Posted on: November 25, 2021 by Huntersure LLC.
Nearly 80,000 people each year find themselves facing federal criminal charges. Most of these defendants will hire a lawyer to represent them, negotiate plea bargains, and aim for an acquittal. Inevitably, though, some of these defendants have committed the crime that they are charged with. In such cases, how can a lawyer manage a client that they believe to be guilty? Is it unethical to defend a person who may be guilty? It’s important to be aware of lawyer ethical obligations when dealing with guilty clients. If you’re wondering how attorneys handle clients who may be guilty, consider the following factors that often impact a case.
The first factor to take into consideration is the obligation a lawyer has to their client. An attorney is obligated to act in their client’s best interest, first and foremost. This means that if they are hired to defend a client, they must do so with due diligence — even if they personally believe the client to be guilty. This is outlined in Canon 7 of the ABA Model Code of Professional Responsibility, which states that “the duty of a lawyer, both to his client and to the legal system, is to represent his client zealously within the bounds of the law.”
Yet another important consideration is the difference between factual and legal guilt. Factual guilt refers to whether a defendant did commit the crime they are accused of. On the other hand, legal guilt refers to whether their guilt can be proven beyond a reasonable doubt. For example, a defendant may have committed a burglary — and thus be factually guilty — but if there is no evidence, they cannot be found legally guilty.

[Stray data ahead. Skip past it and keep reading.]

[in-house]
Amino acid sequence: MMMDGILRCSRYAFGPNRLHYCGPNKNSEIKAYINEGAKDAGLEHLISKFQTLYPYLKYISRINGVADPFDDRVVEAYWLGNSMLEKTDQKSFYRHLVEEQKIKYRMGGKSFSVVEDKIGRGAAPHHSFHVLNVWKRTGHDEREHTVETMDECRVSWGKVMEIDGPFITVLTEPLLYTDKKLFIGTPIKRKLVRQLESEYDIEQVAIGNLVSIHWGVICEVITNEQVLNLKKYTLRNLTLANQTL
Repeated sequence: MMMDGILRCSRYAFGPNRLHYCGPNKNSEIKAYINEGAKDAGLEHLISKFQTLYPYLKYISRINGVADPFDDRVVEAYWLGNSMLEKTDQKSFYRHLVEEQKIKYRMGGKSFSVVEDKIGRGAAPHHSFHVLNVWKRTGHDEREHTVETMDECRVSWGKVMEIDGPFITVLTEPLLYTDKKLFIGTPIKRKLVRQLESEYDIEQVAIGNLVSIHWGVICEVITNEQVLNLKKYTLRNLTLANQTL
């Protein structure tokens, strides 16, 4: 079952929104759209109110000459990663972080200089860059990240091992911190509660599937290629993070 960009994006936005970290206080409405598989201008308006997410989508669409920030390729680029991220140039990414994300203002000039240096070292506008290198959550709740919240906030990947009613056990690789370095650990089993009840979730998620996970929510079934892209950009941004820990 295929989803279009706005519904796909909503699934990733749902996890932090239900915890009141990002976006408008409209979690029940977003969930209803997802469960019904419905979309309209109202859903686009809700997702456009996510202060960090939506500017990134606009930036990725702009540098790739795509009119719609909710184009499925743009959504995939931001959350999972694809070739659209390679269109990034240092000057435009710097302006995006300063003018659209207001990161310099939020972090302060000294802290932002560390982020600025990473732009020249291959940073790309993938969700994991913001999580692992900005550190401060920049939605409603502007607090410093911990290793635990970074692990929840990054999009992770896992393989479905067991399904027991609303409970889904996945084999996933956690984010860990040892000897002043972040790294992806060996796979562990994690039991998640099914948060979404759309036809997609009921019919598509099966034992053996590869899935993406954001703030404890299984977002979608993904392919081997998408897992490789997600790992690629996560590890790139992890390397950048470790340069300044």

An attorney may face lawyer professional liability if they commit unethical actions in order to defend a client who may be guilty. For example, if an attorney tampers with evidence, this may be cause for dismissal from a case or disbarment in severe circumstances. Evidence is ultimately the most important consideration when determining the legal liability of both a client and an attorney. The quality of the evidence is often a make-or-break issue for determining whether a defendant can be legally absolved of guilt.
Finally, lawyers must take the circumstances surrounding a client’s charges into consideration, too. Just because a client admits guilt, it does not mean that they are, in fact, guilty. Some defendants knowingly accept charges in order to cover for a friend or loved one. In some cases, they are guilty of a crime, but not the one they are charged with. An admission of guilt does not obligate a lawyer to abandon their defense, and to do so would be unethical.
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